Now we come to the ultrawide camera, which I pointed at this iPhone 4S laid on my desk to see how large I could make this comparatively diminutive phone look. The most obvious difference is the lighting in the two images, and the Huawei captures it the best. My desk lamp has a very yellow bulb in it, and although the iPhone shot has a more balanced tone, it's bending the truth somewhat.
In terms of detail though, I don't think there's much difference to be found. The sharp lines and shiny surface of the old iPhone look just as good on either phone. I think perhaps I prefer the natural bokeh of the iPhone more when looking at the background. My controllers and wireless chargers aren't the subjects of this shot, but the P50 Pro seems to think they deserve some of the focus too.
The P50 Pro gets some realism points back for its portrait selfie of yours truly. I like how I look on iPhone selfie cameras, particularly because its processing system adds a bit of pink to my skin to make me look like less of a shut-in. The P50 Pro does this to a lesser extent, while also doing a great job of capturing the setting sun and the clouds in the background.
The blurry bokeh effect on the P50 Pro's photo is much milder than the one produced by the iPhone, which has the benefit of its TrueDepth camera system to help with the depth detection needed to create good-looking bokeh. I think if I had kept portrait mode off, this would be a victory for the Huawei phone, whereas with it on, the iPhone is the photo I'd prefer to upload to Instagram. If that was something I did in the first place.
I saved the night mode images, taken with the phones' main cameras, for last since it illustrates a strange contradiction. Aiming the phones at St. John the Evangelist church in Archway revealed that Huawei's claims about realism go out the window with night mode enabled. Sure, it's a stunning shot that the iPhone can't match, but it's not what I saw with my own eyes, which was much closer to the iPhone photo.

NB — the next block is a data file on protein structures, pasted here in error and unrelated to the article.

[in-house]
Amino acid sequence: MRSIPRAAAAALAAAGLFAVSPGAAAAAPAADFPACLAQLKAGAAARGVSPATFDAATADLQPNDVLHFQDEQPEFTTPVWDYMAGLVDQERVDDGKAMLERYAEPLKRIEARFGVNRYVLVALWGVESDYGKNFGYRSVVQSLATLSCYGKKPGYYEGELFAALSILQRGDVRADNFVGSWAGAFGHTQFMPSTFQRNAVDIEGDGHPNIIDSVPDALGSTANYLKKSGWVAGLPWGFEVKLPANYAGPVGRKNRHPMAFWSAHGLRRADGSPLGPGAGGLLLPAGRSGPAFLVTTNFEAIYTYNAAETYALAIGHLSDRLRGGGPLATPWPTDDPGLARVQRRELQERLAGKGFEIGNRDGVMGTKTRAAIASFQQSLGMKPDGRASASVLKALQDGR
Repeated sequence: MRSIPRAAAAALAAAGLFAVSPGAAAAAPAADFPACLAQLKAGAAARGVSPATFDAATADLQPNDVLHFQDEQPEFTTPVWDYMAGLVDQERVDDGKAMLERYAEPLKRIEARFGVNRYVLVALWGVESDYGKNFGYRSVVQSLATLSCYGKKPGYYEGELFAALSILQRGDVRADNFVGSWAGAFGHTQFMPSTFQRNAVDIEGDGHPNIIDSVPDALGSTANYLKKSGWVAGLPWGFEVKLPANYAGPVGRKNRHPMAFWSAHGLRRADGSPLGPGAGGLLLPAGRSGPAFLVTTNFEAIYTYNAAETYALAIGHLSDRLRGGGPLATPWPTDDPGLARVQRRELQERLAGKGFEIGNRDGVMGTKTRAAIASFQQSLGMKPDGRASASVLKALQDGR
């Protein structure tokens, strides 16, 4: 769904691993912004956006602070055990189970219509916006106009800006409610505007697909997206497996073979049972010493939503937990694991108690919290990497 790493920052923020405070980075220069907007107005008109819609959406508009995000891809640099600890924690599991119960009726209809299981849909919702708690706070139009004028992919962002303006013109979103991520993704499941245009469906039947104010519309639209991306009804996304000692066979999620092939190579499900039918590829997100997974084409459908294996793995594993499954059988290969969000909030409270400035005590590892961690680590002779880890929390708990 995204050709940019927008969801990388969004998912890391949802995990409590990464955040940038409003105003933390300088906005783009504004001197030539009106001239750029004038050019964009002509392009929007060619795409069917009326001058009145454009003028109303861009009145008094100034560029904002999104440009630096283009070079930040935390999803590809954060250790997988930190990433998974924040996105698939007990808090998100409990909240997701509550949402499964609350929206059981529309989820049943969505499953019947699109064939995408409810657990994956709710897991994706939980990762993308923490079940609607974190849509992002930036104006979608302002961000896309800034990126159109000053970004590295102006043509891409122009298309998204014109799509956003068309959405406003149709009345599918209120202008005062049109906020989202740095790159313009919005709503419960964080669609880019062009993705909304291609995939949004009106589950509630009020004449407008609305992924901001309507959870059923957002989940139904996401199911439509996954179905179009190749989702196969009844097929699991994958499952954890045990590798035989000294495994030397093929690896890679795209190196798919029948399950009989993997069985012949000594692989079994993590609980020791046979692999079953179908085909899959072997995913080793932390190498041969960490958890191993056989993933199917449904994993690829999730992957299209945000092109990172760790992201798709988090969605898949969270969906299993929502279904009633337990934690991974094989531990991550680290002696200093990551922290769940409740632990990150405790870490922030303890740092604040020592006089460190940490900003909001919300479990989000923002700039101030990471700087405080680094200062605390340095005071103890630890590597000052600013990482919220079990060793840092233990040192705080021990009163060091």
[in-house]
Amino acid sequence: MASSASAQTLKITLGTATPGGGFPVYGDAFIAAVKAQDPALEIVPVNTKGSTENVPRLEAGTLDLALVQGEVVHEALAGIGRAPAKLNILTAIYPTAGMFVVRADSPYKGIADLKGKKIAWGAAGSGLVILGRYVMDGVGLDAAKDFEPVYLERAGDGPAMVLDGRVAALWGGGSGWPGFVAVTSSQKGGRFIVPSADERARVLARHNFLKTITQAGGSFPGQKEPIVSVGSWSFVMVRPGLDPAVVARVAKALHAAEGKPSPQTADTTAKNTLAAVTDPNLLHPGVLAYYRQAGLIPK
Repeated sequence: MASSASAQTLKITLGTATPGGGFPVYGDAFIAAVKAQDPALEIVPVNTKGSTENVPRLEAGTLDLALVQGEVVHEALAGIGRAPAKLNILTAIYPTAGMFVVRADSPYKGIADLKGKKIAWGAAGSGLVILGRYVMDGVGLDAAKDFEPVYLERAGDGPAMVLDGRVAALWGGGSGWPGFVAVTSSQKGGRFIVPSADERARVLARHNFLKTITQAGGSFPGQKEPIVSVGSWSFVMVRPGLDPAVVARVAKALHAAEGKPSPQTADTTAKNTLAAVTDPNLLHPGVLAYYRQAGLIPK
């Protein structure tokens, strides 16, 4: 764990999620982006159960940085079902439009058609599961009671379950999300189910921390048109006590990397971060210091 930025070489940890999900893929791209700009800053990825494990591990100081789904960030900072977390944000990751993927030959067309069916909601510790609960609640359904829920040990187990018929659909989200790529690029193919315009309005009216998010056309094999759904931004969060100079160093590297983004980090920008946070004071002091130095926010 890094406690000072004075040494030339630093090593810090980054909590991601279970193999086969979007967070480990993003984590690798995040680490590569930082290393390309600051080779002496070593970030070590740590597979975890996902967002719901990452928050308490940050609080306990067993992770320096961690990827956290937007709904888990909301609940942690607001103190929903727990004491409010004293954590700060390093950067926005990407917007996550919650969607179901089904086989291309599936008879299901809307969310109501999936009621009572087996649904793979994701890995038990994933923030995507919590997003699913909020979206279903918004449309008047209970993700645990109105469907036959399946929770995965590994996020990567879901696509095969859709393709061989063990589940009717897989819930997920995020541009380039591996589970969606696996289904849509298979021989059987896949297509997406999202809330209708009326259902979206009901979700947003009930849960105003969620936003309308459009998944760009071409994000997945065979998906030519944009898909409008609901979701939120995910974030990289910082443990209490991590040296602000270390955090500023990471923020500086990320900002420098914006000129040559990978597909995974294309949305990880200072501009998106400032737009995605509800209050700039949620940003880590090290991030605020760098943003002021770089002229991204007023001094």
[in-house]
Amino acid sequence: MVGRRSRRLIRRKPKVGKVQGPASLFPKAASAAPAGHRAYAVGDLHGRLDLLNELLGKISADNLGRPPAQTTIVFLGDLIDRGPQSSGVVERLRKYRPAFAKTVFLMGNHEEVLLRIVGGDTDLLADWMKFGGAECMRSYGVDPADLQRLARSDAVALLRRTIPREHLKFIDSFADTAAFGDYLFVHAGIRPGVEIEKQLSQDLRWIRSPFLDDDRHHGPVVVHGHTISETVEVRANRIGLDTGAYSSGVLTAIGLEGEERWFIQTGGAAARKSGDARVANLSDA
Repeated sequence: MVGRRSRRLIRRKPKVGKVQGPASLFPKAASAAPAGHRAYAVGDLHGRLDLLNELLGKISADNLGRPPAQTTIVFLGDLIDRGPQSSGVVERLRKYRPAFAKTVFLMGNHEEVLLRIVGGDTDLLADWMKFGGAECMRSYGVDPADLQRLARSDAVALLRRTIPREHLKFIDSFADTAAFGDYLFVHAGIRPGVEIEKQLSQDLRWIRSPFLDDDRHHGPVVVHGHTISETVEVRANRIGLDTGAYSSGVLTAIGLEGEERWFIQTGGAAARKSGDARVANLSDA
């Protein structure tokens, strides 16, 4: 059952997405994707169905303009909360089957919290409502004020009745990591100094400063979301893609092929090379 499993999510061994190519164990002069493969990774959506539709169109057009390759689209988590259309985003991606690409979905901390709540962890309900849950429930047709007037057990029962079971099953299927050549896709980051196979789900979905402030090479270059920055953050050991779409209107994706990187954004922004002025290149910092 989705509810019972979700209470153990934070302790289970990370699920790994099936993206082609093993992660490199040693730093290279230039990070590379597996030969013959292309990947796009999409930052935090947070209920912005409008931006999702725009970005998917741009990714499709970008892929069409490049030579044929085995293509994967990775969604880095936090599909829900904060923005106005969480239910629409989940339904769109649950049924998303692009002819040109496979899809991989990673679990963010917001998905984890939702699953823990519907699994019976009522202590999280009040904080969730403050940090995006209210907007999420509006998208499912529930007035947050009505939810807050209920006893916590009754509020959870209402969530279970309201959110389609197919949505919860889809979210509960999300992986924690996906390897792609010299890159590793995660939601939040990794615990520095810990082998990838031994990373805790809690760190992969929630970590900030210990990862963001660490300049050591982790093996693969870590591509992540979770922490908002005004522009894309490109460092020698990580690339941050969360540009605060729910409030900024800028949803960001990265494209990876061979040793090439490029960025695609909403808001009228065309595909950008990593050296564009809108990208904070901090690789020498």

It's also here that I have to mention the one bone I have to pick with the photo-taking experience on the P50 Pro. You don't know what the final photo will look like until you go and check on it in the gallery app. This isn't uncommon, but the way iPhones are able to show you something close to the final image through the viewfinder is invaluable for figuring out how your shot will actually look. It's not realistic in the strict sense, but it's very handy all the same.
Huawei P50 Pro outlook
Perhaps I'm reading too much into what's ultimately marketing spiel, but photos aren't always at their best when they show exactly what was in front of the camera. Indeed, one of the best shots the P50 Pro took was its low-light mode one, where it saw colors I was unable to. Then there's its main camera shot, which looks its best when you crop in beyond what you can see with the naked eye.
Despite Huawei talking about how realistic its images are, I don't think what I actually want from photos is a completely real-world-accurate shot. I'm not sure I'm the only one either since Apple sells the iPhone 13 Pro and Pro Max's cameras on their power to play with your subjects' look. After all, the phones try to get as much detail as possible so you can then tailor the images to just how you like them with features like Photographic Styles and the ProRAW editing format.
Perhaps Huawei has made a Pro phone that genuinely appeals to pro photographers, by taking images (outside of night mode and the telephoto camera) that show the world in detail, but with minimal personality. However, I think most people, including myself, prefer the subtly improved world that you find through the lens of a phone like that of the iPhone.